For some reason, the facial regions of animals have always made people angsty. It’s almost as if they can’t seem to face the fact something had to die for them (no pun intended). Khash is bound to set off the demons in these kinds of people.    

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Khash is basically a meat broth made from the odd parts of an animal. Heads, legs, and tripes are commonly used in this dish. Khash originated from Armenia and is currently enjoyed in various regions of the world. It’s a very comforting delicacy for cold winter nights. 

Crocodile – Australia, Southeast Asia, and Africa

What you need to take away from this article is that humans are masters of making prey out of predators. An estimated 1000 people die each year from crocodile attacks. Meanwhile, a whopping 1.33 million crocodiles are slaughtered by humans each year.

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The only good news we can give you is that these edible crocodiles are not wild. Thankfully, these are farmed; therefore, this protein source is sustainable. Crocodile meat is said to taste like a mix between chicken and fish. They are often deep fried or stewed. 

Balut – Philippines

The Filipinos have diverse cuisine. On the one hand, they have sublime dishes such as chicken adobo, Kare-Kare, Lechon, Sinigang, and sisig. If you have tried them, chances are you will never forget them. It makes you wonder, how did they even think about inventing balut?

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Respecting cultural relativism becomes quite difficult when you think about balut. This is basically a fertilized egg that is eaten before it can fully develop. The eggs are eaten between the 14-21 day mark. How anyone can eat these is a wonder — especially when you can see the dead baby bird.

Cobra Heart – Vietnam

God gave cobras potent venom to fend off predators. When you see a king cobra, your reaction should be to run for the hills. That’s normal. However, God also made the Vietnamese people, who like to eat the raw, beating heart of a cobra.   

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It is as simple and brutal as it sounds. They cut open a live cobra and pull out their hearts. Then they serve it to you with wine. A cobra’s heart supposedly increases a man’s vitality. The heart is said to taste like chicken. Just eat your farmed organic chicken, guys. Stop bothering wild animals.     

Ying-Yang Fish – China

There is a difference between eating fresh and eating ethically. Surprisingly, you can still maintain ethics while eating meat. You just have to make sure to give the animal the least amount of pain possible. It’s okay if you want to eat fresh. However, don’t be cruel and torture the animal.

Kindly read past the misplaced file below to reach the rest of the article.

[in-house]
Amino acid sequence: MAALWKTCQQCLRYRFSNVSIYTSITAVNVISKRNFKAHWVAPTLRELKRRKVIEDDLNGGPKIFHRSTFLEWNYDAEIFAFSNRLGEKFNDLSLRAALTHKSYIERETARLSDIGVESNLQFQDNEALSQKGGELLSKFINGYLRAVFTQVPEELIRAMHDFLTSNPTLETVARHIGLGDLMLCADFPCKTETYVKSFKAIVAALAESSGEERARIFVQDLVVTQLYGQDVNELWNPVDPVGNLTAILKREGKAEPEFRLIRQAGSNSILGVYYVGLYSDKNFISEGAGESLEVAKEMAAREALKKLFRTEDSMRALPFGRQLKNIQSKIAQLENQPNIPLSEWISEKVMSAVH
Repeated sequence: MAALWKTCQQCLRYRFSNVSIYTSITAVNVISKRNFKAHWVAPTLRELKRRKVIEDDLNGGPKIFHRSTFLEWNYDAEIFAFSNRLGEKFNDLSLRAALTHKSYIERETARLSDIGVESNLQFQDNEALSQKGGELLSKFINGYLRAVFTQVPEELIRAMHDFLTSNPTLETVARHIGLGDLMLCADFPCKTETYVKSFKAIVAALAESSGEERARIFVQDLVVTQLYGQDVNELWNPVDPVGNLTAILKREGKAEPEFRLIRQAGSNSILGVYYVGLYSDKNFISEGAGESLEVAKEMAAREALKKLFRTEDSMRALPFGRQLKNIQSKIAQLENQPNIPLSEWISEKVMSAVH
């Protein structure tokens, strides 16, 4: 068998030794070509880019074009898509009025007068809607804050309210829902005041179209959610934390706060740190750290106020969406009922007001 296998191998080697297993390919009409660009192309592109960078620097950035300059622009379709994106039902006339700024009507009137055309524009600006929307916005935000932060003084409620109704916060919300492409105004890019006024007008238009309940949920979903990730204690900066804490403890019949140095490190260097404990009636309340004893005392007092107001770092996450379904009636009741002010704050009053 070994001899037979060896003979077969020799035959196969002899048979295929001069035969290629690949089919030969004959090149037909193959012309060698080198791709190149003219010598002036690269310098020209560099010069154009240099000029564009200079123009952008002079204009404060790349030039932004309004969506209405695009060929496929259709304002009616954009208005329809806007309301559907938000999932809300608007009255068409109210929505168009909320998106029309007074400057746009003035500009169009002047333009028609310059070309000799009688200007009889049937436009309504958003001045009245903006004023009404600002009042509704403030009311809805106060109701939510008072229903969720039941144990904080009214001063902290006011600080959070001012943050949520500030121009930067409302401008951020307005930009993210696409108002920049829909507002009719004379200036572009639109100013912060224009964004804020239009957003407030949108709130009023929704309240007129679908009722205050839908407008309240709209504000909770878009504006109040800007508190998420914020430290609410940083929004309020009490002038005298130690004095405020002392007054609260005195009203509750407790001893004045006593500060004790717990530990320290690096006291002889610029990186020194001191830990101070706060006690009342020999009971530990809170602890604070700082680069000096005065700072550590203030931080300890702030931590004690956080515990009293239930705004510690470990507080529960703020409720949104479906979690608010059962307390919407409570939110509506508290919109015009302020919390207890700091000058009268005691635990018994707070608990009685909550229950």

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Yin-yang fish is what nightmares are made of. The chefs cook the lower part of the fish while the head is still alive and still can feel every ounce of pain. When it’s served, the fish is still gasping for breath. Do better and stop eating like this.

Southern Fried Rattlesnake – United States

Rattlesnakes are characterized by their tail which rattles like a drum due to the keratin trapped in them. The rattling sound scares the predator in the vicinity. They are also one of the most venomous subspecies of snakes. Sadly, they still end up on the plates of humans.

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It seems southern hospitality does not apply to these majestic reptiles. The snakes are seasoned and battered like fried chicken, and then they are deep-fried. Those who tried it also commented that it tasted like chicken. In that case, why don’t you just eat chicken and leave the snakes alone?    

Wasp Crackers – Japan

It’s going downhill from this point on. If you are disgusted by insects, now is the time to look away. You would be surprised and triggered to see how many cuisines allow the usage of insects. Japan will, of course, not back down from making questionable foods. 

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We all love cookies, right? Let’s see if you can say the same after seeing this one. The Japanese like to add wasps to their cookies for some unknown reason. They don’t even take the stingers out of the wasp. Don’t ask why they do it. We do not know either.